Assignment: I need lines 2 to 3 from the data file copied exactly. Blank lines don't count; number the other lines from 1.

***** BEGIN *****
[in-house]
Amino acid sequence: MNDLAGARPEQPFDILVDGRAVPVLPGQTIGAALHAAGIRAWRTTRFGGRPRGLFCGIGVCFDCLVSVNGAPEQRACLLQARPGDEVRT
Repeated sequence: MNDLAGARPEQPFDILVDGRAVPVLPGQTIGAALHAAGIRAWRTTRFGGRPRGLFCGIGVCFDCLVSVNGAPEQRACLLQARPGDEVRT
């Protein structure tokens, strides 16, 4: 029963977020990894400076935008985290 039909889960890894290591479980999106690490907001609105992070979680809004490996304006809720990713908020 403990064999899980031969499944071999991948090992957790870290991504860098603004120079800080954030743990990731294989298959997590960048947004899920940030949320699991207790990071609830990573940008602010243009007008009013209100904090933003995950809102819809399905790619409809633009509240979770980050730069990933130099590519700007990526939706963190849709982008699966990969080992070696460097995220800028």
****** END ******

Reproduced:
Amino acid sequence: MNDLAGARPEQPFDILVDGRAVPVLPGQTIGAALHAAGIRAWRTTRFGGRPRGLFCGIGVCFDCLVSVNGAPEQRACLLQARPGDEVRT
Repeated sequence: MNDLAGARPEQPFDILVDGRAVPVLPGQTIGAALHAAGIRAWRTTRFGGRPRGLFCGIGVCFDCLVSVNGAPEQRACLLQARPGDEVRT